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I always thought I understood the concept of variance, but this one confuses me.

$ \begin{eqnarray} X & := & (1, 2, 3)\\ E(X) & = & (1 + 2 + 3) / 3 = 2\\ Var(X) & = & Cov(X, X) = E((X - E(X))^2)\\ & = & E((-1, 0, 1)^2)\\ & = & E(1,0,1)\\ & = & 2/3 \end{eqnarray} $

But R tells me that

> var(c(1,2,3))
[1] 1

Which part of my calculation is wrong?

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    $\begingroup$ You gave the formula for population variance. Sample variance is scaled by a factor of $\frac{n}{n-1}$, which adjusts for the fact that the sample is closer (in squared-deviation sense) to the sample mean than it is to the population mean; this fact imposes a downward bias on $n$-denominator sample variance estimates. As such, the unbiased version of sample variance is used very widely. see wikipedia. So R's answer will be 3/2 times as big as if you just apply the population-variance definition to a sample. $\endgroup$ – Glen_b -Reinstate Monica Sep 1 '13 at 23:59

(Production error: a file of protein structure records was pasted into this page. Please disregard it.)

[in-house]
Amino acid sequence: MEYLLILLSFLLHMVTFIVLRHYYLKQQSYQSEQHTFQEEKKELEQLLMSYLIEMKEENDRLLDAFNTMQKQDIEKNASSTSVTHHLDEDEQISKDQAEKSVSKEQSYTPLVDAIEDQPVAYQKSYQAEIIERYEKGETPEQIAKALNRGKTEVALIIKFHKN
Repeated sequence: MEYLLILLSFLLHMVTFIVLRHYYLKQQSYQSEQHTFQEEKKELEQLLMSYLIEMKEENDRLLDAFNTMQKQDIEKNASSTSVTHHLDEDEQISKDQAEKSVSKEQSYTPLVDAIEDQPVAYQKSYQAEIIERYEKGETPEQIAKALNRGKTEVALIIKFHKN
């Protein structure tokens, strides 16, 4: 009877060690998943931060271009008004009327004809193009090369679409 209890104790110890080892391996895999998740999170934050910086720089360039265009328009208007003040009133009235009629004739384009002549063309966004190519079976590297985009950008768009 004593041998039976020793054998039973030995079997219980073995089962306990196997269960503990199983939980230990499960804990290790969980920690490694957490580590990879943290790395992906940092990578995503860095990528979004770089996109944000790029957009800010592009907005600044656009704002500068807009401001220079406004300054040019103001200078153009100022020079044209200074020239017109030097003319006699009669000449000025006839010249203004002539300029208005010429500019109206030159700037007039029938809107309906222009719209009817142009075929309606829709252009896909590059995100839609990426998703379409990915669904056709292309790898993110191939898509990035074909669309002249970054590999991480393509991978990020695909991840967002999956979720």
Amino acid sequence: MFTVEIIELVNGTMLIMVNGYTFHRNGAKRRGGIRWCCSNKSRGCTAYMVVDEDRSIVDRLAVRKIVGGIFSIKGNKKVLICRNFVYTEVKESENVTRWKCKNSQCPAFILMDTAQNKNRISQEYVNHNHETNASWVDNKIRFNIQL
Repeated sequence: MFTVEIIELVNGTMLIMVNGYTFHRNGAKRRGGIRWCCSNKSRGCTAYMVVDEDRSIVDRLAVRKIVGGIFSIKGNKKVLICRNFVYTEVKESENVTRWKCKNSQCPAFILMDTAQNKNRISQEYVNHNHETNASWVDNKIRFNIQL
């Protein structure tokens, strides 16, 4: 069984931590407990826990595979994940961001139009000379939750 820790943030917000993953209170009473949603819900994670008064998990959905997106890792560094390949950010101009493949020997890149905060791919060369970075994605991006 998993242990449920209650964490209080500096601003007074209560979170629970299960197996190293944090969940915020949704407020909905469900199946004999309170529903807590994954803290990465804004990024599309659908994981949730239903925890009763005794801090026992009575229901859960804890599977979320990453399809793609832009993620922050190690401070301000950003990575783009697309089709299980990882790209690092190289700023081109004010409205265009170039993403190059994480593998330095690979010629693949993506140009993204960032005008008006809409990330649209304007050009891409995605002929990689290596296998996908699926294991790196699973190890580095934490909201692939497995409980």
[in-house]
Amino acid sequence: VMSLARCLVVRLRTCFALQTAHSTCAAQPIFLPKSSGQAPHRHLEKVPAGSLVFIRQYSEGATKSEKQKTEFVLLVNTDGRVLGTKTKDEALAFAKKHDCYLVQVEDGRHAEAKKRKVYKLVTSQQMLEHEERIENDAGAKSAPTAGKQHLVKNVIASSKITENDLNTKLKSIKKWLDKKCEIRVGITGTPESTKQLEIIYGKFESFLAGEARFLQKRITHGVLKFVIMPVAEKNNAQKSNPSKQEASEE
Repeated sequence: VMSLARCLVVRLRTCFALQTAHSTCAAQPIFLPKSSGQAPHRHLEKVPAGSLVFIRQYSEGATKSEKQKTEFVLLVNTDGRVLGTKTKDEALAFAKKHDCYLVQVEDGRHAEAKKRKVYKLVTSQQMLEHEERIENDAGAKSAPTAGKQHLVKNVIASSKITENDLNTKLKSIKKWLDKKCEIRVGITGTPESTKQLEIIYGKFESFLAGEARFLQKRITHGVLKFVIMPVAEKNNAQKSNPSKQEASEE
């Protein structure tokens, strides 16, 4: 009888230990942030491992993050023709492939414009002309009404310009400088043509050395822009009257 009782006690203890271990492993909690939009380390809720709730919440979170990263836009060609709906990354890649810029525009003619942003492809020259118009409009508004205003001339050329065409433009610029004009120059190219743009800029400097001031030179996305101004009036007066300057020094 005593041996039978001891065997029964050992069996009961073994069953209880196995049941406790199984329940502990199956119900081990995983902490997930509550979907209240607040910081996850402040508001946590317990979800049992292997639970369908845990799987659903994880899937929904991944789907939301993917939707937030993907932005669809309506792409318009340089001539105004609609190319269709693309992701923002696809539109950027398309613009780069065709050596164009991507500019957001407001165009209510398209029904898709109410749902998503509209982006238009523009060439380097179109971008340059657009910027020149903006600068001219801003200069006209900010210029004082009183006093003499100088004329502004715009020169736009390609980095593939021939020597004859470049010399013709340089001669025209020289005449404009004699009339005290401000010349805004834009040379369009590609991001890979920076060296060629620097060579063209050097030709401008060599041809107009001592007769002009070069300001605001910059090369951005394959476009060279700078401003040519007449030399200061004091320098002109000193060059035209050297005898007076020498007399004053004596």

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    $\begingroup$ To clarify - your calculation isn't exactly wrong, since it's perfectly valid to use that for a sample variance -- but the usual convention is to apply the $n-1$ denominator for a sample variance. $\endgroup$ – Glen_b -Reinstate Monica Sep 3 '13 at 0:31
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In the details of ?var we find:

The denominator n - 1 is used which gives an unbiased estimator of the (co)variance for i.i.d. observations.

so you should have $2/2=1$ instead. See here for some more details.

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